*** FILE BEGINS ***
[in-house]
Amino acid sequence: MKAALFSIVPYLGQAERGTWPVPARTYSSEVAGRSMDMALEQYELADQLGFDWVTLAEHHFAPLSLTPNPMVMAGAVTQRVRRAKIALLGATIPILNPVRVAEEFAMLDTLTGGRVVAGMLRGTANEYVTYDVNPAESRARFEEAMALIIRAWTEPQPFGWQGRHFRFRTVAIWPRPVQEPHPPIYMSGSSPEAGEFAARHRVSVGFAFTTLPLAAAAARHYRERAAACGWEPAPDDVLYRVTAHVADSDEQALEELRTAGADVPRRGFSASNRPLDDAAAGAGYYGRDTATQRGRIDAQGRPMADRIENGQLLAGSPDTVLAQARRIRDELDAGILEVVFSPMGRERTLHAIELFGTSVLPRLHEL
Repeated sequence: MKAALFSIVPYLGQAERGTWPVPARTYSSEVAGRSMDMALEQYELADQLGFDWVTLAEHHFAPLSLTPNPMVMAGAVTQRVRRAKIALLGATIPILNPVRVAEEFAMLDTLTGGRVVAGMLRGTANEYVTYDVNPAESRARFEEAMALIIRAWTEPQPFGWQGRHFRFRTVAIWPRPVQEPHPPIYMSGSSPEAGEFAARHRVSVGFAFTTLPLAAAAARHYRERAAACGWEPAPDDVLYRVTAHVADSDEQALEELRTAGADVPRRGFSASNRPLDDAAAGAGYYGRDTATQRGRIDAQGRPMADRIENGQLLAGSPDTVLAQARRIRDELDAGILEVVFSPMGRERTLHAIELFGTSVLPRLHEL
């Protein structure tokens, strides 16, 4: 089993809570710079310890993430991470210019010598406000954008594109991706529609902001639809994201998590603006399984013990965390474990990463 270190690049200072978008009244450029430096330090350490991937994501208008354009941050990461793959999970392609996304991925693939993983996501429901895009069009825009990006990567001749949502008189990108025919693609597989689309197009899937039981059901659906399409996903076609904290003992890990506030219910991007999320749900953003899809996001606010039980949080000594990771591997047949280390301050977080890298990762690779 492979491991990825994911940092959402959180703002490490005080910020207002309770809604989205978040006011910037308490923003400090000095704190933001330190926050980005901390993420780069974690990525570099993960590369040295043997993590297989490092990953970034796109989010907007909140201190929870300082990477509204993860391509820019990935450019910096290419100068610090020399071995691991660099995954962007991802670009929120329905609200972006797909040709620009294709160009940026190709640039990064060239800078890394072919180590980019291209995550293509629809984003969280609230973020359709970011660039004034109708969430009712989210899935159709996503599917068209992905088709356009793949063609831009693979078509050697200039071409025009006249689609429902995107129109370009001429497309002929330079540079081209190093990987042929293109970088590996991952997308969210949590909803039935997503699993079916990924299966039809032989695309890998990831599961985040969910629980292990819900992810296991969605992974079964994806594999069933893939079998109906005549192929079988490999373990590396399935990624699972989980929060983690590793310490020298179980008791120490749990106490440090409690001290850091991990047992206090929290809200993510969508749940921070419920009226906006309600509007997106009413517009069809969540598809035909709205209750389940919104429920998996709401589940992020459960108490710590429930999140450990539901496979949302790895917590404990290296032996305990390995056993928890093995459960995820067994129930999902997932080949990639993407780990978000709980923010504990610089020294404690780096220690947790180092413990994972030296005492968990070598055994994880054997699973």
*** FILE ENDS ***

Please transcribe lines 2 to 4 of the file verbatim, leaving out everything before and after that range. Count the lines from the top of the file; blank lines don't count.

Amino acid sequence: MKAALFSIVPYLGQAERGTWPVPARTYSSEVAGRSMDMALEQYELADQLGFDWVTLAEHHFAPLSLTPNPMVMAGAVTQRVRRAKIALLGATIPILNPVRVAEEFAMLDTLTGGRVVAGMLRGTANEYVTYDVNPAESRARFEEAMALIIRAWTEPQPFGWQGRHFRFRTVAIWPRPVQEPHPPIYMSGSSPEAGEFAARHRVSVGFAFTTLPLAAAAARHYRERAAACGWEPAPDDVLYRVTAHVADSDEQALEELRTAGADVPRRGFSASNRPLDDAAAGAGYYGRDTATQRGRIDAQGRPMADRIENGQLLAGSPDTVLAQARRIRDELDAGILEVVFSPMGRERTLHAIELFGTSVLPRLHEL
Repeated sequence: MKAALFSIVPYLGQAERGTWPVPARTYSSEVAGRSMDMALEQYELADQLGFDWVTLAEHHFAPLSLTPNPMVMAGAVTQRVRRAKIALLGATIPILNPVRVAEEFAMLDTLTGGRVVAGMLRGTANEYVTYDVNPAESRARFEEAMALIIRAWTEPQPFGWQGRHFRFRTVAIWPRPVQEPHPPIYMSGSSPEAGEFAARHRVSVGFAFTTLPLAAAAARHYRERAAACGWEPAPDDVLYRVTAHVADSDEQALEELRTAGADVPRRGFSASNRPLDDAAAGAGYYGRDTATQRGRIDAQGRPMADRIENGQLLAGSPDTVLAQARRIRDELDAGILEVVFSPMGRERTLHAIELFGTSVLPRLHEL
């Protein structure tokens, strides 16, 4: 089993809570710079310890993430991470210019010598406000954008594109991706529609902001639809994201998590603006399984013990965390474990990463 270190690049200072978008009244450029430096330090350490991937994501208008354009941050990461793959999970392609996304991925693939993983996501429901895009069009825009990006990567001749949502008189990108025919693609597989689309197009899937039981059901659906399409996903076609904290003992890990506030219910991007999320749900953003899809996001606010039980949080000594990771591997047949280390301050977080890298990762690779 492979491991990825994911940092959402959180703002490490005080910020207002309770809604989205978040006011910037308490923003400090000095704190933001330190926050980005901390993420780069974690990525570099993960590369040295043997993590297989490092990953970034796109989010907007909140201190929870300082990477509204993860391509820019990935450019910096290419100068610090020399071995691991660099995954962007991802670009929120329905609200972006797909040709620009294709160009940026190709640039990064060239800078890394072919180590980019291209995550293509629809984003969280609230973020359709970011660039004034109708969430009712989210899935159709996503599917068209992905088709356009793949063609831009693979078509050697200039071409025009006249689609429902995107129109370009001429497309002929330079540079081209190093990987042929293109970088590996991952997308969210949590909803039935997503699993079916990924299966039809032989695309890998990831599961985040969910629980292990819900992810296991969605992974079964994806594999069933893939079998109906005549192929079988490999373990590396399935990624699972989980929060983690590793310490020298179980008791120490749990106490440090409690001290850091991990047992206090929290809200993510969508749940921070419920009226906006309600509007997106009413517009069809969540598809035909709205209750389940919104429920998996709401589940992020459960108490710590429930999140450990539901496979949302790895917590404990290296032996305990390995056993928890093995459960995820067994129930999902997932080949990639993407780990978000709980923010504990610089020294404690780096220690947790180092413990994972030296005492968990070598055994994880054997699973």